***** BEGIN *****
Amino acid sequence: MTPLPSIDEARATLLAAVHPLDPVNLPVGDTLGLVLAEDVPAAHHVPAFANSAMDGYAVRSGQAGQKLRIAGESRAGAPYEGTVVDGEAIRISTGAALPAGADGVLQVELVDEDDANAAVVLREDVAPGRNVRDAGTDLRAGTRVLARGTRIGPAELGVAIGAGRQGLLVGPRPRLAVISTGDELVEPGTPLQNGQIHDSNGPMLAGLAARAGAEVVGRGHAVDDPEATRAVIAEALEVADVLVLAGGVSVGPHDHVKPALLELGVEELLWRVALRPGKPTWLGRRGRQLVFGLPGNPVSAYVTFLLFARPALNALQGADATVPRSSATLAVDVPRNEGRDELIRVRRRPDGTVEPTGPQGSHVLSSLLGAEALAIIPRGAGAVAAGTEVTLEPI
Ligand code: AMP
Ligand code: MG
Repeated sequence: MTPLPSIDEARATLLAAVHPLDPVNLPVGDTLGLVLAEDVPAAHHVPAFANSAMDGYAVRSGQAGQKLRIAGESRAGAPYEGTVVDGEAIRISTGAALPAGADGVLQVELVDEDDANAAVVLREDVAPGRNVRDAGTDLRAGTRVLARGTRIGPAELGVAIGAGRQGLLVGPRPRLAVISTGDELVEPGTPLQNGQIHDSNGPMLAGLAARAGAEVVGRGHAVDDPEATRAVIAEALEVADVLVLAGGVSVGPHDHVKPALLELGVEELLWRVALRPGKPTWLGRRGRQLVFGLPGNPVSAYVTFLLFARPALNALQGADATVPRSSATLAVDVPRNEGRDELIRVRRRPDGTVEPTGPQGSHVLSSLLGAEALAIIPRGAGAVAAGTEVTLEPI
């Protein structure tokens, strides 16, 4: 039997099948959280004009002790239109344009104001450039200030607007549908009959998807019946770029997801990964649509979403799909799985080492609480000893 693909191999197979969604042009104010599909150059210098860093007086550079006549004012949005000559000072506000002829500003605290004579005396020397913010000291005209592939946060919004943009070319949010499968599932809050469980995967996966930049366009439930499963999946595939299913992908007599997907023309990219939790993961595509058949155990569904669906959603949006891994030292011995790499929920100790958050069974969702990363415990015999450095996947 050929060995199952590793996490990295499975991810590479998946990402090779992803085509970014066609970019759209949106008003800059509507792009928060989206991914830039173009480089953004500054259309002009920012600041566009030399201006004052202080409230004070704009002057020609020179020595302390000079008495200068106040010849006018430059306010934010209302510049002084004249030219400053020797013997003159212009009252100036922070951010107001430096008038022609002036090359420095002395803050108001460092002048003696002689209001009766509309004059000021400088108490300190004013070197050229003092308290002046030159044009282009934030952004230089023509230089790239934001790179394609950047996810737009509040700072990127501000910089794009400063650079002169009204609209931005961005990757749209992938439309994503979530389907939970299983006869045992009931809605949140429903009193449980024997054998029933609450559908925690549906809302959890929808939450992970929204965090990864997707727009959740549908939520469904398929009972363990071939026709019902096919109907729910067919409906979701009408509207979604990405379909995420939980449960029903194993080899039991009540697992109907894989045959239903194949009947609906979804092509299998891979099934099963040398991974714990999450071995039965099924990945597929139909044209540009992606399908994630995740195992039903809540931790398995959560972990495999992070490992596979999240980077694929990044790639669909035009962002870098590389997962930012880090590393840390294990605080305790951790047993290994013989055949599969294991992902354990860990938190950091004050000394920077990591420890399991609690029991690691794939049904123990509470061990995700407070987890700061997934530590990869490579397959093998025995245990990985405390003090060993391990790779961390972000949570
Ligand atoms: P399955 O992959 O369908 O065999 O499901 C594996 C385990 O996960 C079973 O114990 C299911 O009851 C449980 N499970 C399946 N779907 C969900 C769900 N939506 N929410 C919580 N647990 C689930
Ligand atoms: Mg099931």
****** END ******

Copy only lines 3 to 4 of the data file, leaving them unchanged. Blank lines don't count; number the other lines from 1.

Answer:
Ligand code: MG
Repeated sequence: MTPLPSIDEARATLLAAVHPLDPVNLPVGDTLGLVLAEDVPAAHHVPAFANSAMDGYAVRSGQAGQKLRIAGESRAGAPYEGTVVDGEAIRISTGAALPAGADGVLQVELVDEDDANAAVVLREDVAPGRNVRDAGTDLRAGTRVLARGTRIGPAELGVAIGAGRQGLLVGPRPRLAVISTGDELVEPGTPLQNGQIHDSNGPMLAGLAARAGAEVVGRGHAVDDPEATRAVIAEALEVADVLVLAGGVSVGPHDHVKPALLELGVEELLWRVALRPGKPTWLGRRGRQLVFGLPGNPVSAYVTFLLFARPALNALQGADATVPRSSATLAVDVPRNEGRDELIRVRRRPDGTVEPTGPQGSHVLSSLLGAEALAIIPRGAGAVAAGTEVTLEPI